Sean Boyne is a journalist and author. He retired in 2009 as Political Correspondent of the Sunday World, one of Ireland’s major newspapers.
Brianóg Brady Dawson is a primary school teacher from County Sligo. She now lives in Dublin with her husband and two children.
Her first book, Granny's Teeth, became a No.1 Bestseller, and was now followed by six more stories about the mischievous Danny who always ends up in trouble, even when he's trying to be good! Brianóg has written eight great books about Danny Brown. (more)
Beate Brandt has a translation degree from the University of Saarbrücken. She moved to Ireland in 1994, where she set up a localisation company with her partner in 2002. She lives and works in Ireland and Germany.
Michael Brenock grew up in Mitchelstown, County Cork, in a market gardening family. In his early career as a horticulturist, he worked on various local authority schemes designed to encourage home gardening and self-sufficiency, until the demise of such schemes in the 1970s. He also worked at Teagasc developing commercial vegetable growing. (more)
Sheila Bugler grew up in the west of Ireland. After studying Psychology at University College Galway, she left Ireland and worked in Italy, Spain, Germany, Holland and Argentina before finally settling in London, where she lives with her husband Sean, and their children, Luke and Ruby.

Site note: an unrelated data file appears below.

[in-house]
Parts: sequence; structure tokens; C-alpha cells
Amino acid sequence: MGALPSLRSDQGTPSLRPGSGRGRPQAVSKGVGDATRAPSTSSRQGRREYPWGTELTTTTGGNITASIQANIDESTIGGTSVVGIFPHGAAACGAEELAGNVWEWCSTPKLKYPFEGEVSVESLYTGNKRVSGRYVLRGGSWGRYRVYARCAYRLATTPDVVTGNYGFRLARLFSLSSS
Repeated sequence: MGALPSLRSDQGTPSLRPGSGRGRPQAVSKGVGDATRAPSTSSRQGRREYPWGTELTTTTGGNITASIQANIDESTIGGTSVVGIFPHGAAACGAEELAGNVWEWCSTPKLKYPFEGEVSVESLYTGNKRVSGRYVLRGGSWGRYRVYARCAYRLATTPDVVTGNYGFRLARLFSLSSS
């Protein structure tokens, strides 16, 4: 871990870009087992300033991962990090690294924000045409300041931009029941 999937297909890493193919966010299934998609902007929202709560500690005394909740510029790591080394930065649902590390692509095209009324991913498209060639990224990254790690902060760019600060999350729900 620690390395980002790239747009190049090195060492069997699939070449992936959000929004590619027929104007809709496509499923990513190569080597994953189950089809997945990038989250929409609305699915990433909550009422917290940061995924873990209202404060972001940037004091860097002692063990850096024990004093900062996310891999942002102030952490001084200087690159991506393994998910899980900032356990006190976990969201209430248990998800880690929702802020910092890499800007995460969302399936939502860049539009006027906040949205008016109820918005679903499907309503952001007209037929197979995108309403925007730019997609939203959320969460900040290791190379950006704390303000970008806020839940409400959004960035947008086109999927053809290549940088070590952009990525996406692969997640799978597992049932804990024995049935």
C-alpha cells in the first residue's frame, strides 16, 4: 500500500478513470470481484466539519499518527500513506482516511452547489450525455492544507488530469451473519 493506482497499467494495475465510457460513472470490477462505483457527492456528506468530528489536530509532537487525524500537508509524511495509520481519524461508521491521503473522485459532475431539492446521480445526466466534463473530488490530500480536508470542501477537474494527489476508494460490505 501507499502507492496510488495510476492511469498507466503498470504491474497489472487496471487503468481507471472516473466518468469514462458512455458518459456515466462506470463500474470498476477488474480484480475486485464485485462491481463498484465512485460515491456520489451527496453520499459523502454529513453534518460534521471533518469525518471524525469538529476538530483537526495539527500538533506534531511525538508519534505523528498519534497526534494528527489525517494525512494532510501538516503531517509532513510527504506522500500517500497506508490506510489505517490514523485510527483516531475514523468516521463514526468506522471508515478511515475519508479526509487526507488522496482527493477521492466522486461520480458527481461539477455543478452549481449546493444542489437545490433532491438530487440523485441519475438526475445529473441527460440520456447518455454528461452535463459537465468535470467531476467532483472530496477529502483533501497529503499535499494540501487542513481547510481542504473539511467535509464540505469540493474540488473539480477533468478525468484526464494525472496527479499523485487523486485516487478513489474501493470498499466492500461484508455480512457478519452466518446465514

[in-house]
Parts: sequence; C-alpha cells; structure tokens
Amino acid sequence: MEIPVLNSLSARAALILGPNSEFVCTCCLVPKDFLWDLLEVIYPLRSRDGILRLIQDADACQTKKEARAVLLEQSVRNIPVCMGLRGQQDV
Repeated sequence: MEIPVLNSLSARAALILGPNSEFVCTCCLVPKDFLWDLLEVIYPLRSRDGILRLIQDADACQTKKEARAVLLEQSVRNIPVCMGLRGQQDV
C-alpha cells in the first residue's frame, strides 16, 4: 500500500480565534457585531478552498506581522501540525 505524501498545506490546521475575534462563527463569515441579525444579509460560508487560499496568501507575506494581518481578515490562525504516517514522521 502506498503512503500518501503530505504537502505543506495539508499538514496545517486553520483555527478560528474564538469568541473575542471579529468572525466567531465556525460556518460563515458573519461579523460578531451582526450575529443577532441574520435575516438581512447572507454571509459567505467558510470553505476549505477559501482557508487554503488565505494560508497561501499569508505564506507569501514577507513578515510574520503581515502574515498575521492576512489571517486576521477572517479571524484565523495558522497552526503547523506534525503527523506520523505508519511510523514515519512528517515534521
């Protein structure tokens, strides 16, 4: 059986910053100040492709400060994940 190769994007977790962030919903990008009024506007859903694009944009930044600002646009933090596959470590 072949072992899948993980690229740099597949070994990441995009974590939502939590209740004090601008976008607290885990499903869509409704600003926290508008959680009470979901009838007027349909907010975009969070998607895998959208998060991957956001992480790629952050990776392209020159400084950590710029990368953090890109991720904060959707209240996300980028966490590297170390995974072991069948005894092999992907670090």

In 2008, she was one of four writers to be offered a place on the Arts Council-funded Apprenticeships in Fiction programme – a mentoring scheme designed to nurture emerging writers in the UK and Ireland. (more)
Robots Don't Cry! is his first book for children.
Emma Byrne is a graphic designer and artist. She is a graduate of Central Saint Martins School of Art and Design. She has won numerous awards for her design including The IDI (Irish Design Institute) Graduate Designer of the Year, the IDI Promotional Literature Award for her work on Brown Morning, and a Children’s Books Ireland Bisto Merit Award for her work on Something Beginning With P: New Poems from Irish Poets. (more)
David Caren is the founder of Dad.ie – Ireland’s only site for Dads and Dads-to-be. He is a regular contributor on fatherhood and men’s health issues for print, web and radio. David is dad to three wonderful and welcoming distractions.
Anna Carey is a freelance journalist from Drumcondra in Dublin who has written for the Irish Times, Irish Independent and many other publications. Anna joined her first band when she was fifteen and went on to sing and play with several bands over the next fifteen years. Her last band, El Diablo, released two albums and toured all over the country. (more)
Emily Carson is a freelance writer and festival organiser. She has worked for the James Joyce Centre as the Marketing Manager for the Bloomsday Festival. This is her first book.